2. enough already - Apr 14, 2010 at 10:55 AM

    “Outside of Milwaukee baseball can survive without tailgating.”
    Maybe it can but why should it? It’s not like people aren’t being bled dry for the privilege of parking somewhere in the vicinity of the stadium. Not to mention the other cost of driving and, of course, the ticket to the game. The price of food inside is entirely out of hand. It’s all fine and good if you are one person, but if you’re a family of four? And then there’s this: why do you want to prevent your fans from coming out a little early and enjoying each others’ company? Is there any real reason why this law is on the books in the first place? Or is it just another excuse to hand out tickets in a crummy economy?

  3. enough already - Apr 14, 2010 at 10:56 AM

    “Outside of Milwaukee baseball can survive without tailgating.”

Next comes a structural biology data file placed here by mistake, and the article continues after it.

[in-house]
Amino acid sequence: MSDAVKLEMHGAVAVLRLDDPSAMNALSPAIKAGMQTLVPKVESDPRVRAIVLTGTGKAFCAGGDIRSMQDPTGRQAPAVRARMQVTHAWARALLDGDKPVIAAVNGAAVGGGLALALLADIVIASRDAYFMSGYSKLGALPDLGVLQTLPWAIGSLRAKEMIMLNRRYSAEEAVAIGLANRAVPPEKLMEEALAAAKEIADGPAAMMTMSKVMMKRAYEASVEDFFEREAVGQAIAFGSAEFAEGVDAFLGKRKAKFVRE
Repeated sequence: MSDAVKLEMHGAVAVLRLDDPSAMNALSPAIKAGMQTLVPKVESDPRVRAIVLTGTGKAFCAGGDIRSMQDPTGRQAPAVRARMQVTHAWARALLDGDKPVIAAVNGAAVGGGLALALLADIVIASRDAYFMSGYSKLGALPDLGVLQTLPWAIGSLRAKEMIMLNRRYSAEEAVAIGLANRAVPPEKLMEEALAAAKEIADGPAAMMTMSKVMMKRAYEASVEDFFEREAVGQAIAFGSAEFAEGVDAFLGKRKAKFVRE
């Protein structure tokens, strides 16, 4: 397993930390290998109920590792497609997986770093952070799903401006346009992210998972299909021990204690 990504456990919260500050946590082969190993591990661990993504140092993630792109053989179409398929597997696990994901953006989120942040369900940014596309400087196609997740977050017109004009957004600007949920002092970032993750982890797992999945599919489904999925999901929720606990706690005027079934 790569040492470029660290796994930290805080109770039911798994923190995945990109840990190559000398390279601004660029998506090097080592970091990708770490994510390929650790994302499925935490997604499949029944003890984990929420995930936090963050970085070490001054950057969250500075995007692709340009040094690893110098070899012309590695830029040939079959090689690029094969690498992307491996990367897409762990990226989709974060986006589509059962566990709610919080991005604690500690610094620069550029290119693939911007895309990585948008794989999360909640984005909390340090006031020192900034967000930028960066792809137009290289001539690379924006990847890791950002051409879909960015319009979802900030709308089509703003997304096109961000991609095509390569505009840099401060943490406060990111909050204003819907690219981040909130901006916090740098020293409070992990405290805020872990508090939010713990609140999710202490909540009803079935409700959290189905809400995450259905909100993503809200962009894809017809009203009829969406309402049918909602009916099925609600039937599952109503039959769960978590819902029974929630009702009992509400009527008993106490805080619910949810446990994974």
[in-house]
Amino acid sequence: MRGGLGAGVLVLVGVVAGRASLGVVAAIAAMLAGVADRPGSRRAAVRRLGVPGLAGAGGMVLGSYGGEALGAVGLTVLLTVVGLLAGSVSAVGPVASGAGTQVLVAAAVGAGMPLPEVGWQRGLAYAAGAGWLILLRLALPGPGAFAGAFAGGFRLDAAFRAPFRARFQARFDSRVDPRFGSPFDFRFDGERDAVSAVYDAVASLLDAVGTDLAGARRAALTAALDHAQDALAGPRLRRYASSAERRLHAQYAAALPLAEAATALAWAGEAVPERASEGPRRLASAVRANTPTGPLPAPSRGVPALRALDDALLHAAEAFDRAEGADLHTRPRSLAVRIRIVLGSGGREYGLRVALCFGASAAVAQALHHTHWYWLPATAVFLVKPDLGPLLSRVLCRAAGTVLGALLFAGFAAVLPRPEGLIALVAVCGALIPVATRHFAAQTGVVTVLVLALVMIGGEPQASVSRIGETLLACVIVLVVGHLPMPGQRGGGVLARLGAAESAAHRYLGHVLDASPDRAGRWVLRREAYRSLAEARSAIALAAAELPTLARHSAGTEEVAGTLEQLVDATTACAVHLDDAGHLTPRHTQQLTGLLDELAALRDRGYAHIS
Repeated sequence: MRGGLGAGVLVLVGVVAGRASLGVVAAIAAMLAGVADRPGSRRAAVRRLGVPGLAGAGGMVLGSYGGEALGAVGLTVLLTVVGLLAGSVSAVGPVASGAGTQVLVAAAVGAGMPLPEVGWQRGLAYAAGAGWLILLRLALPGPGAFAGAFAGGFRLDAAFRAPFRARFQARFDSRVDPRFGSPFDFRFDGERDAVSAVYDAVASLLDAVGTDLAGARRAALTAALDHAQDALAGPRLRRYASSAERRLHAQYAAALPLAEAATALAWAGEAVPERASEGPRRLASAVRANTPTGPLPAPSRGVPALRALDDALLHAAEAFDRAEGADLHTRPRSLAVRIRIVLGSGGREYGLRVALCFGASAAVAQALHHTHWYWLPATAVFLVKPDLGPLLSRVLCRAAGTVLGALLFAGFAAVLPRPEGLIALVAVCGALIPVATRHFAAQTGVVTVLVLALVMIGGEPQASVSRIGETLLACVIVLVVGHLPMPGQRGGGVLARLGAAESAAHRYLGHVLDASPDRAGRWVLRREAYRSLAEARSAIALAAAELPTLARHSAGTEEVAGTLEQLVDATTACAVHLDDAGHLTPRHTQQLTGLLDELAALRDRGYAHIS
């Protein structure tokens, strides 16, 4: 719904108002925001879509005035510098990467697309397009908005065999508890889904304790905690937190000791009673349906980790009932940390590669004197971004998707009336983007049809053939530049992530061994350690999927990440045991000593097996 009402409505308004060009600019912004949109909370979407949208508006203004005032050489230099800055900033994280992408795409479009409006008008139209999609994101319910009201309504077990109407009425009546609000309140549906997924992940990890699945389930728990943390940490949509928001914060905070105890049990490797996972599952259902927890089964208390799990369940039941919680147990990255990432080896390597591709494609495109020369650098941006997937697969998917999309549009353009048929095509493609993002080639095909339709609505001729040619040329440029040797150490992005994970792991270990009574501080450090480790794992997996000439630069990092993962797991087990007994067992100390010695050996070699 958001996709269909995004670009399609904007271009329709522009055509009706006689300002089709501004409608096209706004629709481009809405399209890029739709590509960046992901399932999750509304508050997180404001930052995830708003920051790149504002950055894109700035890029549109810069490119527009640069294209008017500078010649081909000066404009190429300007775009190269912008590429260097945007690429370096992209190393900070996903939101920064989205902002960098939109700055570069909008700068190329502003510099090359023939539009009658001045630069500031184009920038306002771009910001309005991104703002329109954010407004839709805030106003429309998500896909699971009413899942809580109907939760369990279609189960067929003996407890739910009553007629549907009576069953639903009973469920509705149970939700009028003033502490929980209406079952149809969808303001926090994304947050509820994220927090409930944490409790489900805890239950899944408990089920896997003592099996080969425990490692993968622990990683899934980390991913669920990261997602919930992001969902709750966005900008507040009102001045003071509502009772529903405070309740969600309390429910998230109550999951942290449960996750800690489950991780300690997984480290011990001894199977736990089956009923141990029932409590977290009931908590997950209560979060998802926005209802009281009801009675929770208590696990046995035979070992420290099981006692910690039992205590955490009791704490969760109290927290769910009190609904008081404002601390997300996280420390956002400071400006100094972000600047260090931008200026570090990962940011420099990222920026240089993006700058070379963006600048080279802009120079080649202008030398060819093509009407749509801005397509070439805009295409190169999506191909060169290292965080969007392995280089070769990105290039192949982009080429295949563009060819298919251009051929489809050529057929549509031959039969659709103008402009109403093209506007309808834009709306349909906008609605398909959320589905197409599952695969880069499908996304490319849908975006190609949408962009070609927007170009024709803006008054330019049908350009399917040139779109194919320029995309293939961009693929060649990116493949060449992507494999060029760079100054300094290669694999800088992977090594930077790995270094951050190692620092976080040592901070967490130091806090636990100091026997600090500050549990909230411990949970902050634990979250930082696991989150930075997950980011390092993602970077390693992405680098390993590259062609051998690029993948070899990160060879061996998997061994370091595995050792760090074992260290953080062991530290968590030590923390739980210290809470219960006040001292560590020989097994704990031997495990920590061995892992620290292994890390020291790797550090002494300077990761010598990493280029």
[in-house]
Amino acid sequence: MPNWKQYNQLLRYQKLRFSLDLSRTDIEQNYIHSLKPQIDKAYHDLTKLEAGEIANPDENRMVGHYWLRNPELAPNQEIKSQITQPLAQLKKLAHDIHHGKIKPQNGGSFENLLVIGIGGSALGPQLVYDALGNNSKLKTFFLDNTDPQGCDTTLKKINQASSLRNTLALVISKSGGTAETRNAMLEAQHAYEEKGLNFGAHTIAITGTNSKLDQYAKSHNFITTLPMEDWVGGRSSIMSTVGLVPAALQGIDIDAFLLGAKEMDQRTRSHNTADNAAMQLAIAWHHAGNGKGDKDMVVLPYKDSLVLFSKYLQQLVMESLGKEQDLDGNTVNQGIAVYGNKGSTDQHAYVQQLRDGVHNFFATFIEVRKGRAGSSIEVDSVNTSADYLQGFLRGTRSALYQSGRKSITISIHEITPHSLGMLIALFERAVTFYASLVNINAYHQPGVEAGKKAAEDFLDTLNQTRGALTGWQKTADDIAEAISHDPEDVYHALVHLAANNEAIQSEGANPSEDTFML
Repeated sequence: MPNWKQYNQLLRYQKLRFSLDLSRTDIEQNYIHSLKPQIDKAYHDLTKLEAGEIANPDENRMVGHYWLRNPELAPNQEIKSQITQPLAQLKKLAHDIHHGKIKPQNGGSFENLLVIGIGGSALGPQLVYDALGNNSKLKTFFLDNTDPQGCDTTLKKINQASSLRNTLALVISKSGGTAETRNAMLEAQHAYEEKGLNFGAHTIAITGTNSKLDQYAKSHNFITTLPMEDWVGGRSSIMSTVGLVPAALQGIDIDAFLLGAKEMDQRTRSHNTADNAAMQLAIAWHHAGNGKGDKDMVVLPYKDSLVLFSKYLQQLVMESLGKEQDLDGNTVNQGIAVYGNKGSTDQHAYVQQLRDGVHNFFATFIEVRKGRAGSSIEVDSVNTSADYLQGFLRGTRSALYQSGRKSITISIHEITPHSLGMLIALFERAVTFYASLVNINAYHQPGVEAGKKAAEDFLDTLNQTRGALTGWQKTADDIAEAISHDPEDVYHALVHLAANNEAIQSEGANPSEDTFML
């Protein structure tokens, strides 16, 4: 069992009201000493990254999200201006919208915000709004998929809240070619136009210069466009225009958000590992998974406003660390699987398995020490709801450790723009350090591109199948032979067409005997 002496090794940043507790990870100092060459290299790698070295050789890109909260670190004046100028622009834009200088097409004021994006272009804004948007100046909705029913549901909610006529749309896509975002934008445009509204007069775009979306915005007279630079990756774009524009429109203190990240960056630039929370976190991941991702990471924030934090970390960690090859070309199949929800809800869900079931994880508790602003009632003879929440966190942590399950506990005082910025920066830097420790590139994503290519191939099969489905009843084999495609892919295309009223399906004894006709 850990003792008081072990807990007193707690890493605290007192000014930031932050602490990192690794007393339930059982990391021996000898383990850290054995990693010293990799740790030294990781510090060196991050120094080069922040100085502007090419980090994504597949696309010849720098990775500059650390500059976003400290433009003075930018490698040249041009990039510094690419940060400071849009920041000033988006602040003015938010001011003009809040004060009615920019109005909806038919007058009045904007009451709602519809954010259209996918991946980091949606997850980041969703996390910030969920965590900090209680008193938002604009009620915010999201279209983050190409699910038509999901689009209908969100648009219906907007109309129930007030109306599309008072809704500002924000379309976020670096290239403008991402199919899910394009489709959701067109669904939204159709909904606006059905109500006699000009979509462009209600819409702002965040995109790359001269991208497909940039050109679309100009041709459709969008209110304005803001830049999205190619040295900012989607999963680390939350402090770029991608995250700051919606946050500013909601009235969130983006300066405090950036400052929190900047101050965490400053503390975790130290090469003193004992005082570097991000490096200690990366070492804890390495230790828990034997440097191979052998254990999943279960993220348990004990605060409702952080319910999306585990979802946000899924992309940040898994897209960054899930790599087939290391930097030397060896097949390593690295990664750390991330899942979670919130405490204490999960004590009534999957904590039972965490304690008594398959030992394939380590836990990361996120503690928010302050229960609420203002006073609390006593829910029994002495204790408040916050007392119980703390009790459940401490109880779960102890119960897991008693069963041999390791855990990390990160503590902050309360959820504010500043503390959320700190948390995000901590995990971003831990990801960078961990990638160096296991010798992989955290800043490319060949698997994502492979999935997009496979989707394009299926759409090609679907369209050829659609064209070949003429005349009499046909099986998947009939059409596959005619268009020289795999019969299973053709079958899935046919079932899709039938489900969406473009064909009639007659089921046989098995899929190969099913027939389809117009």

Maybe it can, but why should it? It’s not like people aren’t being bled dry for the privilege of parking somewhere in the vicinity of the stadium. Not to mention the other cost of driving and, of course, the ticket to the game. The price of food inside is entirely out of hand. It’s all fine and good if you are one person, but if you’re a family of four? And then there’s this: why do you want to prevent your fans from coming out a little early and enjoying each others’ company? Is there any real reason why this law is on the books in the first place? Or is it just another excuse to hand out tickets in a crummy economy?

  4. Ryan - Apr 14, 2010 at 11:33 AM

    California baseball sucks!